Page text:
Facebook (NASDAQ:FB) Chief Operating Officer Sheryl Sandberg, the noted author of the white-hot book Lean In, is everywhere these days.
CBS's 60 Minutes profiled her (quite flatteringly). She's the talk of the book industry and the flashpoint of the feminism community everywhere.
Sandberg is also an icon among Facebook shareholders -- or should be regarded as one, in case you haven't thought about her in those exalted terms. Many Facebook holders are still smarting from their company's woeful early performance as a newly publicly traded entity. Those wounds ran deep, as the much-hyped Facebook shares became the Titanic of the stock market.
Over the past year, you might say that Sandberg's greatest corporate accomplishment has been to come across as what I like to call "The Anti-Zuck." As a high-ranking Facebook executive, of course, Sandberg was deeply involved in all of Facebook's decisions (and miscalculations), yet she seems to have escaped the goat's horns, which have fit so snugly around Mark Zuckerberg's neck -- whether that was fair or not.
In public, anyway, as she talks about Lean In, Sandberg radiates a cheerful, likable, and empathetic disposition, descriptions that escaped Zuckerberg during the IPO bomb. As you remember way back to last spring and summer, during the buildup, execution, and aftershock of Facebook's disastrous IPO on May 18, Zuckerberg seemed aloof to a point that his infamous hoodie could have posted this message: "I'm a billionaire -- and you're not."
It should be noted that Zuckerberg, since then, has impressed Wall Street. He came out on top in a survey released recently by Glassdoor. "This guy is absolutely shocking me in how mature he is behaving," Wedbush Securities analyst Michael Pachter said in the report.
These days, Sandberg wants (and needs) to be well liked because she's trying to sell her book.
Take the subject of Lean In -- namely, as Sandberg sees it, the failure of women to assert themselves in financial and other contractual negotiations. Sandberg laments that women can't be more like men, in this instance, and stand up for themselves where it matters: in the wallet. She knows she's setting herself up for criticism because very few women (or, for that matter, men) have had her advantages in life.
Clearly, Sandberg herself has never had a problem getting ahead. Her resume glitters like gold -- a good thing for Facebook Nation, too.
The shares have risen off the mat of the all-time low of $17.55 to get to the more respectable territory of the mid-$20s. Of course, that price level is still below the vaunted $38 figure, when Facebook was a brand-new stock, not to mention its steroid-like growth in the flush aftermath of the opening sales. Facebook's stock briefly climbed all the way to $45. But to say that Facebook should ever be a $45 stock is as unrealistic and implausible as declaring that every baseball superstar is squeaky clean in the age of the sport's era of performance-enhancing drugs.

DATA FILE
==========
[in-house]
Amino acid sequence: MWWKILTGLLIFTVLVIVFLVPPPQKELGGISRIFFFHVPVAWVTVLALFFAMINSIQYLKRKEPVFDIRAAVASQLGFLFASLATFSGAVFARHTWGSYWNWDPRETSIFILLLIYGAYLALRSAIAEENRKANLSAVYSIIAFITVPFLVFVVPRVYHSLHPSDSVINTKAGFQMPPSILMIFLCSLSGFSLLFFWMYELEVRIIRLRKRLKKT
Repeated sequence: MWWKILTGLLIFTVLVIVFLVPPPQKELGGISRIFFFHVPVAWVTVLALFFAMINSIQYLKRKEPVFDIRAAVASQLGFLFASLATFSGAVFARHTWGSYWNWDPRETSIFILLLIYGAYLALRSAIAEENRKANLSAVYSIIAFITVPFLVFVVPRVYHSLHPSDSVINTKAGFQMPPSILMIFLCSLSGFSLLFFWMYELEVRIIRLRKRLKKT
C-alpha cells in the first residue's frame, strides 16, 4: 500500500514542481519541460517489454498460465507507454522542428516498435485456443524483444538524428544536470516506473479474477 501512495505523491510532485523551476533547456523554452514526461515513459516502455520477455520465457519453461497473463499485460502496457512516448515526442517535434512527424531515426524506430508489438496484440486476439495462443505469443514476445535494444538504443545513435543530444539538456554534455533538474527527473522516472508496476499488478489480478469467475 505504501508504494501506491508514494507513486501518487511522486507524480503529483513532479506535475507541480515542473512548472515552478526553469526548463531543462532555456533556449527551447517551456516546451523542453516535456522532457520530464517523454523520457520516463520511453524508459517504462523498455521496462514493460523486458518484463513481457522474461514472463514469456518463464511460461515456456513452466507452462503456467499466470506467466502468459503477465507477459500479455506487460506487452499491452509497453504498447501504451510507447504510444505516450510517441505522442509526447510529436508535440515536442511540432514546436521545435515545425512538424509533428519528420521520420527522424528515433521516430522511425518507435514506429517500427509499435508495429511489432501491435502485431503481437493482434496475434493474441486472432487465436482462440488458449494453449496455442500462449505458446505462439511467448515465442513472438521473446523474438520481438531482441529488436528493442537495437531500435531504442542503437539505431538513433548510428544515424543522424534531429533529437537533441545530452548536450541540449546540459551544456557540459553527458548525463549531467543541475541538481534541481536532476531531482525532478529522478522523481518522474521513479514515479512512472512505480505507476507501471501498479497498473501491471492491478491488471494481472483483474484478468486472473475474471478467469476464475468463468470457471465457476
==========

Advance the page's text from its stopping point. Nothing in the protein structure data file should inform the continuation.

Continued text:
Sandberg is the ideal executive to serve as the face of Facebook right now. Through the massive hype surrounding the publication and promotion of Lean In, she will be on television constantly, reinforcing the virtues of a life well spent firmly in the bosom of capitalism.
On 60 Minutes, Sandberg comported herself well. She didn't seem like an elitist (even though she might just be one). Instead, ever-earnest and eager to please, she projected an image of accomplishment and bonhomie, coming across more as a likable cheerleader than an overbearing teacher. You wouldn't catch this Sheryl Sandberg raising her hand to protest that the class hadn't yet received a homework assignment.
Speaking on 60 Minutes, Sandberg happily repeated the themes of Lean In. She said: "I am not saying that everyone has the resources or opportunities I have. But I am saying we need to help women own the power and learn how to negotiate for raises, get the pay they deserve."
In the long run, if you're a Facebook stockholder, you probably don't give a hoot about the merits of Lean In. Nor should you. What matters the most is that Sandberg had the chutzpah to speak her mind, understanding that her personal views might ruffle both people who regard themselves as feminists and those who most certainly do not.
What matters is that Facebook Nation has Sheryl Sandberg on its side, fighting its good fight. She projects confidence and a sense of purpose, which is what shareholders should always seek in their executives.
Fool contributor Jon Friedman owns no stock in any of the companies mentioned in this column. The Motley Fool recommends and owns shares of Facebook, Try any of our Foolish newsletter services free for 30 days. We Fools don't all hold the same opinions, but we all believe that considering a diverse range of insights makes us better investors. The Motley Fool has a disclosure policy.